Sleep disorders are among the most common medical complaints—three-fourths of adults surveyed reported having at least 1 symptom of a sleep problem a few nights a week or more in the 2005 Sleep in America Poll, conducted by the National Sleep Foundation (NSF). Severe insomnia, the most frequently reported sleep problem in the United States, affects about 10% of adults, according to the NSF. Millions of adults have other sleep problems, including obstructive sleep apnea; disorders of excessive daytime somnolence, such as narcolepsy; circadian rhythm disorders; and parasomnias. Also, the effects of sleep deprivation are a growing concern.
To better address the problem, the NSF has launched “The Sleep Disorders,” a comprehensive free online sleep disorders resource for all professionals in primary care.
The guide is an updated Web version of Dr Peter Hauri’s book, “The Sleep Disorders,” first published in 1977. The online resource, easily accessible on portable devices, has been developed for nonspecialists who need a free, fast, convenient tool, the NSF said.
The guide provides a practical introduction to sleep apnea, insomnia, narcolepsy, circadian rhythm disruption, parasomnia, sleep-related movement disorders, and other sleep problems.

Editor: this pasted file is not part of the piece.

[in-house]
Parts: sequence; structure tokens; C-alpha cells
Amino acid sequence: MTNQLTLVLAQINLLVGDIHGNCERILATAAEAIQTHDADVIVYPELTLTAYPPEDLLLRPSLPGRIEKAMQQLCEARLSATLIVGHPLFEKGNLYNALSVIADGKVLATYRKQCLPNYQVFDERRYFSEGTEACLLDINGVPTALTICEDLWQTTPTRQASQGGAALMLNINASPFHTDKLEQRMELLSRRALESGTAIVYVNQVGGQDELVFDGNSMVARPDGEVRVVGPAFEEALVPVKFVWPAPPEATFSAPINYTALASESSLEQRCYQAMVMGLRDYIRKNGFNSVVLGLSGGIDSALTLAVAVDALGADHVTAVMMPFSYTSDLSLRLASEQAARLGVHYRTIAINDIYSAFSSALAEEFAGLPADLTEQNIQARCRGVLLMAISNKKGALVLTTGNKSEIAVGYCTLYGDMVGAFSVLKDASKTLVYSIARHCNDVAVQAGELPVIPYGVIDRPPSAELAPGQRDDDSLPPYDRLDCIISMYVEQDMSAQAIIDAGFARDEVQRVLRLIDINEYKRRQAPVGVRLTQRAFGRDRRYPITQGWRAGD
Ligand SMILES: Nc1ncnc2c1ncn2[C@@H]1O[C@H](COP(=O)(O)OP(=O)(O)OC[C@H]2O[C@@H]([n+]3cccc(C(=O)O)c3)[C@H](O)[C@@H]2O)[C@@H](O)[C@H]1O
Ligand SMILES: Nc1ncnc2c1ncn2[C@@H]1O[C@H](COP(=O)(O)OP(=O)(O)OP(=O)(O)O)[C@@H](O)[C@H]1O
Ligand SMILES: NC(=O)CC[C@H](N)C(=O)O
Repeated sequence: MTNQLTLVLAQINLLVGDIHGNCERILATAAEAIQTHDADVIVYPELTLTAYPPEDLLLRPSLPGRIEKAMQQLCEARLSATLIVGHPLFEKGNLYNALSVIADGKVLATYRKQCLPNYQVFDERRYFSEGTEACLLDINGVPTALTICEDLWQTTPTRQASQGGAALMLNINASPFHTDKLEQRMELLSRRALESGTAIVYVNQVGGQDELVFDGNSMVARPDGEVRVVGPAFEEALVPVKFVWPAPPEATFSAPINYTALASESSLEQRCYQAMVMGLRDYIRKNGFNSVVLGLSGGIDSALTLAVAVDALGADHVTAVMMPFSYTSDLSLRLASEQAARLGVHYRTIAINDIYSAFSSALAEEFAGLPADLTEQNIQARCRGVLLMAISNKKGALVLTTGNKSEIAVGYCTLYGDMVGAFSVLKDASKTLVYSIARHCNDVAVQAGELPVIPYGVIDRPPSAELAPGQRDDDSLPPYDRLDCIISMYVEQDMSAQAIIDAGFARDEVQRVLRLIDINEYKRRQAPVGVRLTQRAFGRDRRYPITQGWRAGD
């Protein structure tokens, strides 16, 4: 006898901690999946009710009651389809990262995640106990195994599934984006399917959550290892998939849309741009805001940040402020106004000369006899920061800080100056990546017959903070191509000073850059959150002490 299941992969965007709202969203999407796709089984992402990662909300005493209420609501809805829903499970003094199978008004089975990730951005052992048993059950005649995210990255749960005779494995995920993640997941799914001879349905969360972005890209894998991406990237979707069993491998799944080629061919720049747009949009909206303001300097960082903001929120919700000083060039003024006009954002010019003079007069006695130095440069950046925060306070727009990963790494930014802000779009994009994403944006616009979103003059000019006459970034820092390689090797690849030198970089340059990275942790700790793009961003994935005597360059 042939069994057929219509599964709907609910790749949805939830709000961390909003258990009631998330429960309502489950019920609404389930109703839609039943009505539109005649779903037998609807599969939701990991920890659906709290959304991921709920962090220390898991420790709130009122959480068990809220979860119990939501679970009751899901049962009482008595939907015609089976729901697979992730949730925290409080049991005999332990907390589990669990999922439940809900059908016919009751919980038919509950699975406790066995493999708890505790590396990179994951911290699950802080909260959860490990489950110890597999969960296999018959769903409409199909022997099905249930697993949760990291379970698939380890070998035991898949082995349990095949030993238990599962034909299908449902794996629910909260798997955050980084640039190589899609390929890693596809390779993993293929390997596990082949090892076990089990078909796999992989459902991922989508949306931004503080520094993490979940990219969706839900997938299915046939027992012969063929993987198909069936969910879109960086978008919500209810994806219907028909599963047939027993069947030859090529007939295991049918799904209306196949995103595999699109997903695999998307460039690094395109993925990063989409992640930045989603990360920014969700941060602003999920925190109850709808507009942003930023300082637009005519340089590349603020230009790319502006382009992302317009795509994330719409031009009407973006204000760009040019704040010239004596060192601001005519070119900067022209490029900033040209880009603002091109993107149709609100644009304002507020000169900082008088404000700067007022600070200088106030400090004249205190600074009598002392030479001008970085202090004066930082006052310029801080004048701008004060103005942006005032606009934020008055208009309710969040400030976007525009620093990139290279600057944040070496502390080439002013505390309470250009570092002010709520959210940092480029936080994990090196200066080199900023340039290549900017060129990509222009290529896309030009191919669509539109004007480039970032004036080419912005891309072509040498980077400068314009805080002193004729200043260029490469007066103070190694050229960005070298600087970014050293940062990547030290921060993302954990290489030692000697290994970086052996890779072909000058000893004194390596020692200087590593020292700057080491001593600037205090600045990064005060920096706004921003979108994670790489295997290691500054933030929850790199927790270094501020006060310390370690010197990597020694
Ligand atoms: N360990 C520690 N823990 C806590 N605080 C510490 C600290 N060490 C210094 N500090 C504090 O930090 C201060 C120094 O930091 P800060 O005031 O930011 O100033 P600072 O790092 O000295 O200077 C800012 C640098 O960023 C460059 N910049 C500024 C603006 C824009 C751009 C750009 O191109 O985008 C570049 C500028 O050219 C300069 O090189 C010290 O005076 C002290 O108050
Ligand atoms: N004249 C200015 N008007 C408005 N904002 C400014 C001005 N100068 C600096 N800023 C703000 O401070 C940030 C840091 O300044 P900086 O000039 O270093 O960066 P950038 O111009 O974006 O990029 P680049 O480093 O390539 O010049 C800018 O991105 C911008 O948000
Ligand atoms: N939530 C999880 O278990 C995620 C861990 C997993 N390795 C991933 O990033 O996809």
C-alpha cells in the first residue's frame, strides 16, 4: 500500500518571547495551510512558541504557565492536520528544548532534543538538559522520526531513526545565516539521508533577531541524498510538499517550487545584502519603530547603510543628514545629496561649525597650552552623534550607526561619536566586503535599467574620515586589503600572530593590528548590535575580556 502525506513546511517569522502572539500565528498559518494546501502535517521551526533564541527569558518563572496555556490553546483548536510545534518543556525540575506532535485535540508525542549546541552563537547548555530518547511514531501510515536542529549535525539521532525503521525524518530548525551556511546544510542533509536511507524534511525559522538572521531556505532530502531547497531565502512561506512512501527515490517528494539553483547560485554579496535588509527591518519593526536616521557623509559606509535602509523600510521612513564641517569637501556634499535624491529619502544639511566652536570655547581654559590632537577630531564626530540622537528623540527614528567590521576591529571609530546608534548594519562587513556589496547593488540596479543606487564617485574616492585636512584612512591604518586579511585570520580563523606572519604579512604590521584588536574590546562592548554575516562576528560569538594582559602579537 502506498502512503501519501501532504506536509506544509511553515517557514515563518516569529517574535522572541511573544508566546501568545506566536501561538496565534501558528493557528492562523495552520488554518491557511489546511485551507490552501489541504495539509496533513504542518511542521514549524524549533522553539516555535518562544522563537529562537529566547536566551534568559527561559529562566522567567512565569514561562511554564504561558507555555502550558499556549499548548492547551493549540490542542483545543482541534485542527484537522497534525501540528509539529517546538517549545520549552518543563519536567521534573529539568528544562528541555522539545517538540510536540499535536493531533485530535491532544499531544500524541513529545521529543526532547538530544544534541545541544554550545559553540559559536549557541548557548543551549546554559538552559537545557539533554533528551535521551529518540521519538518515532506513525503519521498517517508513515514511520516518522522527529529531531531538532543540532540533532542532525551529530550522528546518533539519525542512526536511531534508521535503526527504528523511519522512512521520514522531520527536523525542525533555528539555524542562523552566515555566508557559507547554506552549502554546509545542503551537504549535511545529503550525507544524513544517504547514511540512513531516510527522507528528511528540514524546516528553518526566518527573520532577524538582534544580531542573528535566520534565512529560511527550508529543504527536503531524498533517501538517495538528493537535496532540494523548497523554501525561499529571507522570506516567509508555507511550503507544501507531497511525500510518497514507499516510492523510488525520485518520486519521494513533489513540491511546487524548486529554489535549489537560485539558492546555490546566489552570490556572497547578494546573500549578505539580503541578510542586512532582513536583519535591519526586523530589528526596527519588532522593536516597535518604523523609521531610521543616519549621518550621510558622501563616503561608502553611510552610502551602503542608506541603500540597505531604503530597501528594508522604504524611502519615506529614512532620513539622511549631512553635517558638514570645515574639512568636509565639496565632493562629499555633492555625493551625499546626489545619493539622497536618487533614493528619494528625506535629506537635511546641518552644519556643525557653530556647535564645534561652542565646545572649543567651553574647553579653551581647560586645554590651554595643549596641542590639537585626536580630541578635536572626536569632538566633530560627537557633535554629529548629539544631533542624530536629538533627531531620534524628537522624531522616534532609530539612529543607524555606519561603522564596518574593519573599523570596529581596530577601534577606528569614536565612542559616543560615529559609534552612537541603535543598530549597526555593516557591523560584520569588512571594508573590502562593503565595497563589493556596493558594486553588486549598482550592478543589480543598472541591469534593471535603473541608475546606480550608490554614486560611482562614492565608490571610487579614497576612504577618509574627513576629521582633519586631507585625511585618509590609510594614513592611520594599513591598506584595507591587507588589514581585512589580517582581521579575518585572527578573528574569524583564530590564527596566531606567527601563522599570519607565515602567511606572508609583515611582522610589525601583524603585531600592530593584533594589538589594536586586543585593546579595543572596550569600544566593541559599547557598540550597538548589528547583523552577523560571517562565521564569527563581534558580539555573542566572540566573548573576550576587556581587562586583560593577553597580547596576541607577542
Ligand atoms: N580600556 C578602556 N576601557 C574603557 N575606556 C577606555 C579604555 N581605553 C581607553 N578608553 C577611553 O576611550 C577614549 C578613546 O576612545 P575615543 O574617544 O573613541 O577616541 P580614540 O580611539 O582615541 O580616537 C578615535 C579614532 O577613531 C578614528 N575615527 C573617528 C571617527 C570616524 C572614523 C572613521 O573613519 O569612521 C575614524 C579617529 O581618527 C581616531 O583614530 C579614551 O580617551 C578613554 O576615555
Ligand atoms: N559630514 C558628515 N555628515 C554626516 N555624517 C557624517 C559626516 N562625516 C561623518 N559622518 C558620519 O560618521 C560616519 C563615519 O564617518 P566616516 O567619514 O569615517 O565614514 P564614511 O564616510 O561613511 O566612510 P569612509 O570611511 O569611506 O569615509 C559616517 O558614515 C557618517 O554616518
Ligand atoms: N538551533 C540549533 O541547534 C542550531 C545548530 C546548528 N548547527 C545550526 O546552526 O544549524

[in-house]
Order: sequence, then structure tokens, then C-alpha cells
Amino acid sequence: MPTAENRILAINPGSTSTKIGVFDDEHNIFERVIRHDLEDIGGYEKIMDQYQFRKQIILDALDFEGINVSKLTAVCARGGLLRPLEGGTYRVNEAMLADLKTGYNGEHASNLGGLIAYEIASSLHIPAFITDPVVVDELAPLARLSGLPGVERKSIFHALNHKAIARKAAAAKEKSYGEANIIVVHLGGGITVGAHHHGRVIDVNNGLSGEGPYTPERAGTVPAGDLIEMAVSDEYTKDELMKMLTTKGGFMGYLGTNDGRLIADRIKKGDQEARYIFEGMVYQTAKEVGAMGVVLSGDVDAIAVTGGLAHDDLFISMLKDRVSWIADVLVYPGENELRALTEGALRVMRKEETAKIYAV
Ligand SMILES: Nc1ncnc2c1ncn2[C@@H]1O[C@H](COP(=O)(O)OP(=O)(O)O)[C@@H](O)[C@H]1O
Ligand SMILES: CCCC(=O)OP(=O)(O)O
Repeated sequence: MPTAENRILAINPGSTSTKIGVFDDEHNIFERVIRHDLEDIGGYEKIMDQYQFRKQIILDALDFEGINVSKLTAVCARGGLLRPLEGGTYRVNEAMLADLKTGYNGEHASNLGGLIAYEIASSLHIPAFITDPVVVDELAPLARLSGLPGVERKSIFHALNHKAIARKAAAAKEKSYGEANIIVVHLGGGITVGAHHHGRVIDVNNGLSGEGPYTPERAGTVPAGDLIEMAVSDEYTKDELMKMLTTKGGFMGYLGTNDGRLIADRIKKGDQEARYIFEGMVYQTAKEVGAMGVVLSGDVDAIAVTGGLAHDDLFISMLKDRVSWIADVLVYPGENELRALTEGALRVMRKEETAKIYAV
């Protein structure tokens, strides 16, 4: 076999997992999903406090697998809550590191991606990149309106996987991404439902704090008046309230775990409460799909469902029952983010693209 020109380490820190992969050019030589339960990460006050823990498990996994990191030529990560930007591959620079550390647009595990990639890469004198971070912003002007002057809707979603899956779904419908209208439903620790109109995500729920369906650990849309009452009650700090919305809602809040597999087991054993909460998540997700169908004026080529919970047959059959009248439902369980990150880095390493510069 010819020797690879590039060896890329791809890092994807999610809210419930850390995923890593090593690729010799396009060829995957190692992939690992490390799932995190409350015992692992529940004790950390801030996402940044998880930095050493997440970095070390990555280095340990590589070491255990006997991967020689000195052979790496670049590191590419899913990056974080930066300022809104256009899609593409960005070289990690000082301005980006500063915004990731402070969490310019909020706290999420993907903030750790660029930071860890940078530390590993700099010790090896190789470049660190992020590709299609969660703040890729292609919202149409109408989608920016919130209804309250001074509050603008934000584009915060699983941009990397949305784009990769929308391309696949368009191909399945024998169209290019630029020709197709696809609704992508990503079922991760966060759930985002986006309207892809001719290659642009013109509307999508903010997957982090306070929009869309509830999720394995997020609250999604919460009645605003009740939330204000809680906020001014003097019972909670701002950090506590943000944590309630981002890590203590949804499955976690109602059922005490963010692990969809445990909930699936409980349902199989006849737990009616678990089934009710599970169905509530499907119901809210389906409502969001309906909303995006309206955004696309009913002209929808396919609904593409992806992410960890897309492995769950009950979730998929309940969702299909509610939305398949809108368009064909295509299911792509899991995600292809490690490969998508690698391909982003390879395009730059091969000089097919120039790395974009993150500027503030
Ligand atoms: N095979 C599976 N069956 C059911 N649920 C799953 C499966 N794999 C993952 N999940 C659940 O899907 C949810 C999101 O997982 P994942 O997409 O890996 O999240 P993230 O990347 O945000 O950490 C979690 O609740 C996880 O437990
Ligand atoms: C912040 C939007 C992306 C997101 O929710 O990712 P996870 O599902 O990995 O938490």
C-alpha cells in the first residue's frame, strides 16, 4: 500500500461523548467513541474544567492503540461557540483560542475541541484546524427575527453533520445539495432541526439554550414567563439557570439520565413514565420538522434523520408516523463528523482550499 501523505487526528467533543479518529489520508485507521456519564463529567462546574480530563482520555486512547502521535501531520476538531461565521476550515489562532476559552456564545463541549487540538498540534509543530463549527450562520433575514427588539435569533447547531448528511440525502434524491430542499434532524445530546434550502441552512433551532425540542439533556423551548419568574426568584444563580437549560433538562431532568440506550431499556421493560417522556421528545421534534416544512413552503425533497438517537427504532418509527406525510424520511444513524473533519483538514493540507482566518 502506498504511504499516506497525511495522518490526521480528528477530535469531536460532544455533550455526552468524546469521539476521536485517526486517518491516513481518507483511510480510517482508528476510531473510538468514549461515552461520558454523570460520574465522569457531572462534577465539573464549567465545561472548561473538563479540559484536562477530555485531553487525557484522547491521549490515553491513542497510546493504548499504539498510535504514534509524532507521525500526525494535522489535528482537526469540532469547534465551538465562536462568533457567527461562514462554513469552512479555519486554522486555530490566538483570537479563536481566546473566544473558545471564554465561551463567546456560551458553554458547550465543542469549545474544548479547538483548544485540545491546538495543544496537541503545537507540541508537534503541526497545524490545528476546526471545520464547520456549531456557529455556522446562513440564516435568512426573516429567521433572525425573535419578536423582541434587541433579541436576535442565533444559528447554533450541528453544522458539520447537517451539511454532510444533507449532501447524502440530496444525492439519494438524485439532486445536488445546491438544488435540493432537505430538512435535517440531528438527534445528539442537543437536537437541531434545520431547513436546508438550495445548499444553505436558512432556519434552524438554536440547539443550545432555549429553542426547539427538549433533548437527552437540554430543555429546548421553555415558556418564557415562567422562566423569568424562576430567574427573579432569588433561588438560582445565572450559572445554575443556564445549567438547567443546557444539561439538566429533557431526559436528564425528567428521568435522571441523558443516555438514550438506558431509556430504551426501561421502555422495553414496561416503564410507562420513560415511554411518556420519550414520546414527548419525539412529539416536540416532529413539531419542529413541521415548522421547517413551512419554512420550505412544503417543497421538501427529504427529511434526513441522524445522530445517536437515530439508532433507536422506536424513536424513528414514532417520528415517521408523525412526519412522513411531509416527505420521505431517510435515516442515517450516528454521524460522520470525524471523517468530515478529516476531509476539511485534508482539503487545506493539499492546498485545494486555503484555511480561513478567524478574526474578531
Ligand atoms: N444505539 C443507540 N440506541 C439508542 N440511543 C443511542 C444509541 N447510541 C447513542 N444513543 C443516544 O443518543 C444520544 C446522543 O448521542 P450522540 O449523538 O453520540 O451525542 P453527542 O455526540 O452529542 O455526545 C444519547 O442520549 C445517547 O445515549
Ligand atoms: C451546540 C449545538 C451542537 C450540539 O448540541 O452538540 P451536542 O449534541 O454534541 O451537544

In addition, it describes tools for evaluating sleep and its disorders used in a clinical sleep disorders center, including the following objective diagnostic tools:
• Polysomnography. The patient sleeps in the lab overnight, and sleep behavior is monitored and usually videotaped. Physiological variables are measured and recorded during sleep and wakefulness. Typical measures include 2 to 4 channels of brain electrical activity, eye movements, chin muscle tonus, and leg movements.
• Multiple Sleep Latency Test. Brain electrical activity, eye movements, and changes in chin muscle tonus are recorded during 4 or 5 daytime rest periods. Sleep latency and type of sleep are recorded to measure a patient’s degree of daytime sleepiness and the presence or absence of rapid eye movement periods at sleep onset.
• Maintenance of Wakefulness Test. Patients sit awake in the dark for 20 or 40 minutes in 2-hour increments. The test measures the ability to stay awake under soporific conditions, helps assess whether the inability to remain awake may compromise personal or public safety, and helps study the success of interventions on a person with excessive sleepiness.
• Wrist Actigraphy. An actigraph is worn to monitor wrist movements throughout the patient’s routine daily activities over a 1- to 2-week period while at home. The number of movements per minute is counted and later analyzed to estimate sleep vs awake time based on the frequency of arm movement.
Sleep influences all major physiological systems, and a partial or total lack of sleep—acute or chronic—can drastically change a person’s thinking and behavior and negatively affect physical, mental, and emotional health, the NSF noted.